If there's a sign of how the times are a-changing in video games, Digital Extremes is surely it. As per usual, the London, Ont.-based studio will be at the annual Electronic Entertainment Expo in Los Angeles – which runs next week – showing off its new console game Warframe, a sci-fi shooter for the upcoming PlayStation 4. The difference this time around: The game itself will be completely free to play when it's released in the fall.
Rather than bearing a typical upfront price tag of $50 to $70, as most console releases do, Warframe will be freely downloadable and instead rely on gamers making small payments for new items and weapons as they play. All of the items will be freely available as well, but players who want them faster will be able to get them through microtransactions.
"It's definitely a lot more than an experiment. My prediction is this'll be a rapidly growing market," says Digital Extremes president and founder James Schmalz. "It's like anything you see in the store or any other merchandise. If it's new and exciting, you kind of want it now. We certainly take advantage of that desire."
The free-to-play model has become successful on mobile platforms, with games such as The Simpsons Tapped Out and Clash of Clans generally the most profitable releases for phones and tablets. The idea hasn't been as fully tested on consoles, however, with only a few efforts so far, such as DC Universe Online and Dust 514.
The scheme is also a departure for Digital Extremes, which has so far worked on traditional console releases such as last year's The Darkness II and the multiplayer mode for BioShock 2 in 2010, as well as this year's Star Trek.
The shift in business model is necessary, Mr. Schmalz says, for a medium-sized studio such as his to survive. With 150 employees, Digital Extremes can't compete with the giant publisher-owned studios that have thousands of employees and huge budgets at their disposal.
"It's super hard for studios of our size. The solution to that, we've found, is in changing the product that you're working on," he says.
The game launched as a beta on PCs in March and has been a success so far, he adds, with people playing in a dozen languages in 120 countries. Free-to-play games typically see anywhere between 2 and 25 per cent of players actually spend money. The goal, obviously, is for Warframe to come in closer to the high end of that range.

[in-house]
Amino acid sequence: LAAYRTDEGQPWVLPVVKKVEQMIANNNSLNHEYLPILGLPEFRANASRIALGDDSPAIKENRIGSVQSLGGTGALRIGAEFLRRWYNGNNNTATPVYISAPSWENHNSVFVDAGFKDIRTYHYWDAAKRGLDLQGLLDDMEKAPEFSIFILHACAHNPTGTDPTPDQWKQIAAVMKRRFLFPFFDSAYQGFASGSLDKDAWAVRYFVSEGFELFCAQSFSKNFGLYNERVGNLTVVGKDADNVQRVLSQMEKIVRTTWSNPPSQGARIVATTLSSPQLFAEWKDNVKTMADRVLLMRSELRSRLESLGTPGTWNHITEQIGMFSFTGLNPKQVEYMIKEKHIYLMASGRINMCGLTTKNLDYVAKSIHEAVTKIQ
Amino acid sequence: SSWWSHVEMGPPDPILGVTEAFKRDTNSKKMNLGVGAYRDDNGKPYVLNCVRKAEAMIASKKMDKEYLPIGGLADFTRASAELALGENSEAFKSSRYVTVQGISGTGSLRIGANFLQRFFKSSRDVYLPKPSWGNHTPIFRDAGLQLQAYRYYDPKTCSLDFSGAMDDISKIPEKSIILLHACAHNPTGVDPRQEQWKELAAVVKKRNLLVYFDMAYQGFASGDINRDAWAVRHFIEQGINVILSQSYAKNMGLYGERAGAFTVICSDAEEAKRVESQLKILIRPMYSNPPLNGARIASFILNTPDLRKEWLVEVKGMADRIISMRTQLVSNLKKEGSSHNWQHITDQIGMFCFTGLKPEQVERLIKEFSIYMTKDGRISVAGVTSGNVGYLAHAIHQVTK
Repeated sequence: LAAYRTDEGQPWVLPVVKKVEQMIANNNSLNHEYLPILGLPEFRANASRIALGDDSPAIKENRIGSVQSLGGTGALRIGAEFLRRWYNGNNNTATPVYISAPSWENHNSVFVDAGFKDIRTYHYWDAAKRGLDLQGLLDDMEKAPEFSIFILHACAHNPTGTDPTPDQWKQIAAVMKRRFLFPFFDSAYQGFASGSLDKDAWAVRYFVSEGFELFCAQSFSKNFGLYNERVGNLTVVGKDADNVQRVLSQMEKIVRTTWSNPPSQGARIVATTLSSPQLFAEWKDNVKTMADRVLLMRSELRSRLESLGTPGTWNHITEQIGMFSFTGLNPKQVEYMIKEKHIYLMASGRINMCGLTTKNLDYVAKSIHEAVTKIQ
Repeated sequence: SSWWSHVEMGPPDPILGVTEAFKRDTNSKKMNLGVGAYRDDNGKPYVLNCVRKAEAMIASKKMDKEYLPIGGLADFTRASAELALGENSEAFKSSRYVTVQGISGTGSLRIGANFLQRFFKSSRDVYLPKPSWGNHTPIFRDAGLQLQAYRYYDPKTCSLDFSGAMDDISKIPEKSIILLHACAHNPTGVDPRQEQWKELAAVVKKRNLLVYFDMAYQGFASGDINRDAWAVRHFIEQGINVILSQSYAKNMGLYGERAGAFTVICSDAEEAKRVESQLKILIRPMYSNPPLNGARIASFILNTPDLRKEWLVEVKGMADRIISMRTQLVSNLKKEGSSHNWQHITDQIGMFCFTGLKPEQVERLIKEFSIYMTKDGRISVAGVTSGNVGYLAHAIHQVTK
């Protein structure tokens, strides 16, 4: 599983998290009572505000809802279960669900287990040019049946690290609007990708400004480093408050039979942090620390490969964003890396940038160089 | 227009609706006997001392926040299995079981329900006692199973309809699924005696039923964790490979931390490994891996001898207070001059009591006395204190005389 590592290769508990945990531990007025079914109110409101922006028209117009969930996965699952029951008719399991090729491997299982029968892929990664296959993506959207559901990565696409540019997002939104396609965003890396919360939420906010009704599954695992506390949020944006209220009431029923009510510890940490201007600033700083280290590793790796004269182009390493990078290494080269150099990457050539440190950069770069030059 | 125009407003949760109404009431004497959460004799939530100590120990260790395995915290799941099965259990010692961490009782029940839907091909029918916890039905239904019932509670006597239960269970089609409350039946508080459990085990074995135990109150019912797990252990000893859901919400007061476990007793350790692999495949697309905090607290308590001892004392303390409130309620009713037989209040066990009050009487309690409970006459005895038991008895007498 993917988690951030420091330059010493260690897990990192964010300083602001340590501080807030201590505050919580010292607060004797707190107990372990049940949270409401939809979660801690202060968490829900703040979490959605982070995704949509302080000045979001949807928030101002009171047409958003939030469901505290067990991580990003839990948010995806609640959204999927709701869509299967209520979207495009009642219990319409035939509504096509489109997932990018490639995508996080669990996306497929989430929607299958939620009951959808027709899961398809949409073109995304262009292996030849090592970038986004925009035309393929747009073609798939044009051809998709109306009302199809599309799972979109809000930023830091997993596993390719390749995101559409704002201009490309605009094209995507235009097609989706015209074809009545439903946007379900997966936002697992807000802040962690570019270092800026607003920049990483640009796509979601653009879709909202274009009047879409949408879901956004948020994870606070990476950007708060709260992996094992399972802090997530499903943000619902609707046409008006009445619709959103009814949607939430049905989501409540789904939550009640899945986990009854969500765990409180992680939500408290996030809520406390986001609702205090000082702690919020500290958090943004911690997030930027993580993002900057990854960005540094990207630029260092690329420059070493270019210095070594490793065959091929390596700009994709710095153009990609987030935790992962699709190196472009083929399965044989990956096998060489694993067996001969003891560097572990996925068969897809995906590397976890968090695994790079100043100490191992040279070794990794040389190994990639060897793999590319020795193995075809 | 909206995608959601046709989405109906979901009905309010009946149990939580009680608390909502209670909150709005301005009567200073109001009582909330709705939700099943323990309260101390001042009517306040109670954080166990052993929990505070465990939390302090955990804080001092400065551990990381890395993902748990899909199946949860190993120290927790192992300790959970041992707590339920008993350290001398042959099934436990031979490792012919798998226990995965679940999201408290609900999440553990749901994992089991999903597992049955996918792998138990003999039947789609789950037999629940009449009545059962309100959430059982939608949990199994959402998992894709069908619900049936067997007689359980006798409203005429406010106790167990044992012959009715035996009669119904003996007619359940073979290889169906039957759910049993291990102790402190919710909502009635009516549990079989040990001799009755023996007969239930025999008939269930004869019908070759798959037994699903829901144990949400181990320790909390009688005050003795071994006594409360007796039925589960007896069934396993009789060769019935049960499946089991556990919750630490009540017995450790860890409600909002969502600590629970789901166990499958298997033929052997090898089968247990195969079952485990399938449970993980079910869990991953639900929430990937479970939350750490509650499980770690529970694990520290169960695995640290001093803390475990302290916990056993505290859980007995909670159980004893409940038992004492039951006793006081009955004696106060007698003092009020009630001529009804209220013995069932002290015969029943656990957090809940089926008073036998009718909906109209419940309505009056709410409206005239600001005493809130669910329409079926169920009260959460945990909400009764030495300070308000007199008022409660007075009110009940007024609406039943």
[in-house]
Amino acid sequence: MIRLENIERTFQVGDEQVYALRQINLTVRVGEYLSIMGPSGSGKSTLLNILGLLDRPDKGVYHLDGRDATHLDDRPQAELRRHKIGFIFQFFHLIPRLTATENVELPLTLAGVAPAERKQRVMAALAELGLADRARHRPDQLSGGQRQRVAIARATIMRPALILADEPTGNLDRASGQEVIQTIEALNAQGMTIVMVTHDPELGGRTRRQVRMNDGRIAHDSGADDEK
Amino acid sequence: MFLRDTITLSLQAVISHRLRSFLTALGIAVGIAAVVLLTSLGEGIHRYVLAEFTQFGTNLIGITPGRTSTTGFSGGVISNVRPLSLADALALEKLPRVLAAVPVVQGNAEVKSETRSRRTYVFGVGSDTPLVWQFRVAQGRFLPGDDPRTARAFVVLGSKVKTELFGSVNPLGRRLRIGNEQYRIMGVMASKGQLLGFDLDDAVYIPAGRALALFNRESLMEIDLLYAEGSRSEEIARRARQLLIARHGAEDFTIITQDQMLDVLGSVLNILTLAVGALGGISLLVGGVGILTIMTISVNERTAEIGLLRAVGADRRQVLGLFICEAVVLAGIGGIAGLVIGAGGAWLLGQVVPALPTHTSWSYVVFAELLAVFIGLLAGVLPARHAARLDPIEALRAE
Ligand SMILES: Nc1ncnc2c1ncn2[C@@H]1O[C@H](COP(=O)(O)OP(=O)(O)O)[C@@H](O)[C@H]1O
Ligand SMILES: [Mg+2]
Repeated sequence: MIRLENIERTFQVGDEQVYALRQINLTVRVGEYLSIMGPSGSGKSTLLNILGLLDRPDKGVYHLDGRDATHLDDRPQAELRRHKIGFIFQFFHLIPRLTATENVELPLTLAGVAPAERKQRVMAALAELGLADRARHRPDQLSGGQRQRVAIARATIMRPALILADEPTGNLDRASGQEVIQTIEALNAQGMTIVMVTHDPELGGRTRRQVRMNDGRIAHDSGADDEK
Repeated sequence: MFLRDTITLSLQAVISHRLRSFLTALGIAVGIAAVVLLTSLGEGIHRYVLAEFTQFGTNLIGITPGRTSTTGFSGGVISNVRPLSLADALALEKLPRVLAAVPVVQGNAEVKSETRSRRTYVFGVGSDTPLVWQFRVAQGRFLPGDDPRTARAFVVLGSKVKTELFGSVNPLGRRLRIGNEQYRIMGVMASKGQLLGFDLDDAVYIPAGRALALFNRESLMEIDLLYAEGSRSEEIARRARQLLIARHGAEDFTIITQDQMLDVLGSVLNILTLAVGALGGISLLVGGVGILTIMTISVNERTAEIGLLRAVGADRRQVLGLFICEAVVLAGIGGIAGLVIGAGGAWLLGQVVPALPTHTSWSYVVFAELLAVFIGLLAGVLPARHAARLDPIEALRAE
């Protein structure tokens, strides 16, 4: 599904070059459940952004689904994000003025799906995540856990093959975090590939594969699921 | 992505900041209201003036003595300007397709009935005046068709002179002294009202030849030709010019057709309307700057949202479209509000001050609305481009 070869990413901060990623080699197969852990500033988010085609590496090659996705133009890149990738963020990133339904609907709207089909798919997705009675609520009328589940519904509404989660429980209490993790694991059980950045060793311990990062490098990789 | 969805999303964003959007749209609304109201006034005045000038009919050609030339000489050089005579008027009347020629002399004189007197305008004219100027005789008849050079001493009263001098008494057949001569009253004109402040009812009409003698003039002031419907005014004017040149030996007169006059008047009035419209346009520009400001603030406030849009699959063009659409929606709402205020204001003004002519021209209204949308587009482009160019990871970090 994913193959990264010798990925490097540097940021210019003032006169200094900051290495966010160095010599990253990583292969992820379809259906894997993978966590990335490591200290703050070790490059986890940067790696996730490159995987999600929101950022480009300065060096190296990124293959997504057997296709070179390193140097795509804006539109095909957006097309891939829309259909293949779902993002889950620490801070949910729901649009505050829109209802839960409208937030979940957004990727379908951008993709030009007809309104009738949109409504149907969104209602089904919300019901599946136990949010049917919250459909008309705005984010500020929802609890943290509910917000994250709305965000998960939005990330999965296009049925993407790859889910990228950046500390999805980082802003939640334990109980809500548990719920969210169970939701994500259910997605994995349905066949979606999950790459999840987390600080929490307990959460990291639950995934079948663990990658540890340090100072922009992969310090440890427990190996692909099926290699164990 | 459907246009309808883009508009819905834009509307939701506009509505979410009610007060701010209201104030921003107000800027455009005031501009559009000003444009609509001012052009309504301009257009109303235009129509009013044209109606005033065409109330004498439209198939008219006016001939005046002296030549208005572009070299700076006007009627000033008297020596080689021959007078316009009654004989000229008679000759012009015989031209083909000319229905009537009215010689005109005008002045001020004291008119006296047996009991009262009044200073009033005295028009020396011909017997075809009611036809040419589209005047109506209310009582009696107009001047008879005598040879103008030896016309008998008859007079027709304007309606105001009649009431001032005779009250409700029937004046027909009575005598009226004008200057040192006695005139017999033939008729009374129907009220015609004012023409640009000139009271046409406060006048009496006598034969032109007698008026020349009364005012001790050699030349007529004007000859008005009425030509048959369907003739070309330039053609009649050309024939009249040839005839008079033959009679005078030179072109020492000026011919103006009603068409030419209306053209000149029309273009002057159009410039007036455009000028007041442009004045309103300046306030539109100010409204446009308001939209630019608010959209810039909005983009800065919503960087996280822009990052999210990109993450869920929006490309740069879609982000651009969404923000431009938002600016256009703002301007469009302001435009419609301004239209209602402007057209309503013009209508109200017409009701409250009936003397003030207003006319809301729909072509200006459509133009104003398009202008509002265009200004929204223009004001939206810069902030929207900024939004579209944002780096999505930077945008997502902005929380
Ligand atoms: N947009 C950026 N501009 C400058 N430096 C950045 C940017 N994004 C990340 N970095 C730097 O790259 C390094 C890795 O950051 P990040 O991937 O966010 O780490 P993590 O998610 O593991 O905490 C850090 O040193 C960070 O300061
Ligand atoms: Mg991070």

Digital Extremes' game is unfolding a little differently from other similar efforts, Mr. Schmalz says, in that he now has almost all of his staff working on it. Other studios have tended to devote a good chunk of staff to first creating the game, then a smaller number of employees to maintain it after initial release. Warframe was instead created by a team of 40 and is now employing 120 in order to pump out new content every four to eight weeks.
As with every exhibitor, Mr. Schmalz hopes to get the game – and the studio's new, different approach – some more attention at E3.
This year's show will indeed be all about change, with both Sony and Microsoft talking up their new consoles, the PS4 and the Xbox One, respectively. Microsoft made waves Thursday evening by finally clarifying its policies regarding game licensing and Internet connectivity.
The Xbox One will have to connect to the Internet at least once a day to authenticate the games stored on it. Without that connection, the console will still be usable for watching Blu-ray discs or live television, but it won't be able to play games.
Microsoft will also allow publishers to decide whether or not to make their games resaleable. Beyond that, only "participating retailers" will be able to sell used games. Players will only be able to give their games to people who have been on their online Xbox friends list for 30 days or more, and such transfers will only be allowed to happen once.
All told, the company is in no uncertain terms cracking down on the trading, renting and selling of games. To say that livid gamers lit up comment boards with angry reactions would be an understatement.
The attention now turns to Sony, which holds a big advantage in the court of public opinion heading into E3. So far, the company has expressed its support for maintaining the used-game market, but many observers expect it will follow suit and allow publishers to decide on whether or not to make their releases resaleable. Both companies will share more details on their strategies in separate press conferences on Monday.
Digital Extremes' shift and Microsoft's move to end used games are actually closely related. The console maker is trying to nudge the market toward an always-connected reality, where games are entirely digitally distributed and played online, which is exactly what Warframe is.
The catch is, gamers wouldn't be outraged if other publishers were doing what Digital Extremes is doing – namely, making its game free, with the option to pay. At this point, Microsoft looks to be advocating a future where publishers are able to charge the same lofty prices on releases without giving gamers a recourse to recoup some of their expenditures.
One way or another, something is going to have to give.